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About this product
- DescriptionDirect democracy continues to grow in importance throughout the United States. Citizens are increasingly using initiatives and referendums to take the law into their own hands, overriding their elected officials to set tax, expenditure, and social policies. John G. Matsusaka's For the Many or the Few studies a century of budget data from states and cities to provide the first comprehensive, empirical picture of how direct democracy is changing government policies.Matsusaka argues against the popular belief that initiatives empower wealthy special interest groups that neglect the majority view. Examining demographic, political, and opinion data, he demonstrates how initiatives led to significant tax and expenditure cuts over the last thirty years and that these cuts were supported by a majority of citizens. He concludes that, by and large, direct democracy in the United States has worked for the benefit of the many rather than the few.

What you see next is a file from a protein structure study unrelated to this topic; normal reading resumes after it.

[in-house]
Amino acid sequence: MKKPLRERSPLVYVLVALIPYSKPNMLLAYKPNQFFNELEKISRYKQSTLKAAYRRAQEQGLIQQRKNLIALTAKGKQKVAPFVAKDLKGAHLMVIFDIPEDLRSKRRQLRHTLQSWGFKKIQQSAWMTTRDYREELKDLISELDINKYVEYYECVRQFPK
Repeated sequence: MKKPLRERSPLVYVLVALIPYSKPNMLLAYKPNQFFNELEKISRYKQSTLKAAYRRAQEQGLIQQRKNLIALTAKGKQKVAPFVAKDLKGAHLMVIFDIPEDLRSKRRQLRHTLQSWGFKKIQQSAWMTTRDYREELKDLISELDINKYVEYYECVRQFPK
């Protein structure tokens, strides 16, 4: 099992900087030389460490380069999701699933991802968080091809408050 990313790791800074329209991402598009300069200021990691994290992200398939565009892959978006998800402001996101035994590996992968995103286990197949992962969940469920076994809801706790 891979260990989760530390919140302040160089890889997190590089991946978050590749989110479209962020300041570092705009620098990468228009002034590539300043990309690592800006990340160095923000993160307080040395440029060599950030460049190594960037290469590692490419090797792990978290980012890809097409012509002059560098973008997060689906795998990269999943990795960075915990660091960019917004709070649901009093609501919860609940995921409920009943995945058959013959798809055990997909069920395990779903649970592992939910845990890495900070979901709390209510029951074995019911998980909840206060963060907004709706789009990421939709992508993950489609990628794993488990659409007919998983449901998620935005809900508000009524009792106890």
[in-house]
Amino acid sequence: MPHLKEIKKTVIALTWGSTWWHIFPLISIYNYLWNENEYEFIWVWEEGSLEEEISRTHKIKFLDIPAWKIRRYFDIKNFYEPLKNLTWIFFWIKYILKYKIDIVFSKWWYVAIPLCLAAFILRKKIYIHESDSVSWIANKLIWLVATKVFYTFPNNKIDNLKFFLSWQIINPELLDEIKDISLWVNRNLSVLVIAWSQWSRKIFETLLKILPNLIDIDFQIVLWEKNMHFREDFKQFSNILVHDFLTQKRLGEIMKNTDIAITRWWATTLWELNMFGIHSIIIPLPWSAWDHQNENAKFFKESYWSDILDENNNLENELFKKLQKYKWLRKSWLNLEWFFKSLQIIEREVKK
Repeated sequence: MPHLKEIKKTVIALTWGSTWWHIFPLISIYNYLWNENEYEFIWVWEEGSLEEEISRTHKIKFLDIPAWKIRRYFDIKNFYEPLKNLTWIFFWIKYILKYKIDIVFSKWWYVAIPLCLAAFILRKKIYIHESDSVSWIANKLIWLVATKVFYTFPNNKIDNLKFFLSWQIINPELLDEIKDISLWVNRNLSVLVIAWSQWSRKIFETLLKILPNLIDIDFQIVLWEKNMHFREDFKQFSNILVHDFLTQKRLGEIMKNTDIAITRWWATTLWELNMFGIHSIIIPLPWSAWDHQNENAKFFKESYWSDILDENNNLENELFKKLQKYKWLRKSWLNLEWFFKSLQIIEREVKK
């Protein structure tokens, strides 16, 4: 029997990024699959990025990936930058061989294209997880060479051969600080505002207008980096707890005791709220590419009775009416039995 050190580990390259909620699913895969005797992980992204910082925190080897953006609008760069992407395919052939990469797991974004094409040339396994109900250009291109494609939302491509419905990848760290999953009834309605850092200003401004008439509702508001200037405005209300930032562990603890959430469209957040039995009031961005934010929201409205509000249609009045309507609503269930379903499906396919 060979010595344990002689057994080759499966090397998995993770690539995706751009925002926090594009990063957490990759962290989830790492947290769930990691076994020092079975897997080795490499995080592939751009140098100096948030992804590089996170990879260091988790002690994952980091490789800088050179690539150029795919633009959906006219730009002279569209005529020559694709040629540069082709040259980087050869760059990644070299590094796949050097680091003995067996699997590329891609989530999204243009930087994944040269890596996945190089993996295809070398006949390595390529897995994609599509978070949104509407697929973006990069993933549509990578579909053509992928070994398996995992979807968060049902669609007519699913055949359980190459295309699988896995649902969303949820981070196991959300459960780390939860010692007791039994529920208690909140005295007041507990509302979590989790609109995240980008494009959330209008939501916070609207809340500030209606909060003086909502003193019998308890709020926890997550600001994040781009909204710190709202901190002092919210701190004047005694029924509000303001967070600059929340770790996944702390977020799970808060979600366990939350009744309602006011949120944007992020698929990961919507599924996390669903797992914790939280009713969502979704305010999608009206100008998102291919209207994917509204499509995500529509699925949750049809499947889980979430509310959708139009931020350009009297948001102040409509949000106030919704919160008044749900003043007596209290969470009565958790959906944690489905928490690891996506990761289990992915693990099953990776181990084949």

- Author BiographyJohn G. Matsusaka is a professor in the Marshall School of Business, Gould School of Law, and in the Department of Political Science at the University of Southern California. He is also president of the Initiative Referendum Institute.
- Author(s)J.G. Matsusaka
- PublisherThe University of Chicago Press
- Date of Publication05/10/2004
- SubjectGovernment & Constitution
- Place of PublicationChicago, IL
- Country of PublicationUnited States
- ImprintUniversity of Chicago Press
- Content NoteIllustrations, 1 map
- Weight410 g
- Width162 mm
- Height236 mm
- Spine19 mm
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